Data that was presented at the American Society of Nephrology (ASN) Kidney Week meeting (2–5 November 2023, Philadelphia, USA) shows that patients who have ceased dialysis treatments “typically survive around one week”, with most patients dying in acute care settings, despite this being “often not in keeping with their wishes,” according to Kirsten Hepburn (Kidney Health Service, Metro North Hospital and Health Service, Brisbane, Australia) et al.
With Kidney Supportive Care (KSC) services that have grown to match the palliative care needs of patients who have stopped receiving dialysis treatment, this study sought to examine the “the profile and survival of patients known to a KSC service who withdrew from dialysis”, as stated in the abstract that was presented on the second day of ASN Kidney Week. To do this, retrospective analysis of patients known to a KSC service from 2016—2023 who withdrew from haemodialysis (HD) or peritoneal dialysis (PD) was conducted, looking at demographics such as age, sex, ethnicity and Charlson Comorbidity Index (CCI), which were extracted from medical records.
Of the 157 patients that withdrew from dialysis treatment over the seven-year period that were included in the review, 132 of those had withdrawn from HD and 25 from PD. The study found that, after withdrawing from dialysis, patients survived a median of seven days (Interquartile range [IQR] 7.75) after HD and six days after ceasing PD (IQR 9.5).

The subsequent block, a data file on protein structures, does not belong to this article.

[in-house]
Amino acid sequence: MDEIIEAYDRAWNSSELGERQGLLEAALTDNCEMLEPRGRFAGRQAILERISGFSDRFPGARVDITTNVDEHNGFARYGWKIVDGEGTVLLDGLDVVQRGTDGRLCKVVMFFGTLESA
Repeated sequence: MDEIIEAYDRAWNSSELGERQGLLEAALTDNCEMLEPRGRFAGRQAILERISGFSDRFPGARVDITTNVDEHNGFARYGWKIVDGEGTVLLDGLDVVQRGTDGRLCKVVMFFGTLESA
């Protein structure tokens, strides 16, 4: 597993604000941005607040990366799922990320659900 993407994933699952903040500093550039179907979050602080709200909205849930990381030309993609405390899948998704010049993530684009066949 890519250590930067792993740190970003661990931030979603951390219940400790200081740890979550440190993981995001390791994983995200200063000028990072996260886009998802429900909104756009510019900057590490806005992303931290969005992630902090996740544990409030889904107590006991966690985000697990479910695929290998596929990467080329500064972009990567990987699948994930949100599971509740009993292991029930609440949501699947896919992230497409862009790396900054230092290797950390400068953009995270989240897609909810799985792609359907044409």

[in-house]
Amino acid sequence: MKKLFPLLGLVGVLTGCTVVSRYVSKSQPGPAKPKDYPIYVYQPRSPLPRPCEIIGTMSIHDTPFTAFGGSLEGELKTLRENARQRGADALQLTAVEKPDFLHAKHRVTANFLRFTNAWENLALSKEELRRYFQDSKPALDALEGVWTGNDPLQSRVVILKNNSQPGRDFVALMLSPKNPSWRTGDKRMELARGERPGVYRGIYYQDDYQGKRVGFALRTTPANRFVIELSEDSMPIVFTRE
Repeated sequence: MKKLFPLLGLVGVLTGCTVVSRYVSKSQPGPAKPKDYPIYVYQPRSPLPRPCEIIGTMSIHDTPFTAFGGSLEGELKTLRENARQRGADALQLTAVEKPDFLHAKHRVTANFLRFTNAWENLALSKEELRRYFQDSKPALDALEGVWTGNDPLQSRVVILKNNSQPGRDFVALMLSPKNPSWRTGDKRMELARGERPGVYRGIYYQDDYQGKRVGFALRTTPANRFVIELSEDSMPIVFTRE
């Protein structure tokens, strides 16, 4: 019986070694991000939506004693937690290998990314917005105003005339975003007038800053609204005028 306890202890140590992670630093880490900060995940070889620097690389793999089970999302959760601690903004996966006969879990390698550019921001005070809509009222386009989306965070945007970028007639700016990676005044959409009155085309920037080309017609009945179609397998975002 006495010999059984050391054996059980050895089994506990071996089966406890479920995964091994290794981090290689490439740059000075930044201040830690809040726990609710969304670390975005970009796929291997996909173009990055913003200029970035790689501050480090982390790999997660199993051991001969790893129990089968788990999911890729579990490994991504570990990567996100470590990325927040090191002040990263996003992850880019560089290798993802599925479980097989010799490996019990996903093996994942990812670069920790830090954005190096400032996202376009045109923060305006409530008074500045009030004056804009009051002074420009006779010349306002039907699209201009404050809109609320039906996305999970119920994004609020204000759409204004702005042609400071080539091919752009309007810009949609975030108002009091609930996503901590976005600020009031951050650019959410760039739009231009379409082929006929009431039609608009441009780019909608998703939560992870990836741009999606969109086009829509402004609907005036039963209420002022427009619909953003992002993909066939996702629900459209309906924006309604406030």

The study also reviewed the setting in which these patients died; 50% of patients died in an acute hospital, 24% at home and 23% in a palliative care unit (PCU). However, some patients had expressed that this was not their desired or requested location. Hepburn et al found that 74 of the 157 patients indicated that they had a preferred place of death; 35 (47%) indicated that they wished to die at home, but only 16 (46%) of these patients did so. 16 patients (22%) said that they wanted to die in a PCU, but 11 (69%) did so. Finally, 19 people (26%) indicated that they wanted to die in an acute hospital and 14 (74%) of those patients did. The authors of the study suggest that the reason for this disparity between desired location and actual location “may have been due to acute medical complications or sudden deterioration limiting transfer to their preferred place of death” but that “further work is needed to understand how best to provide care that concords with end-of-life preferences”.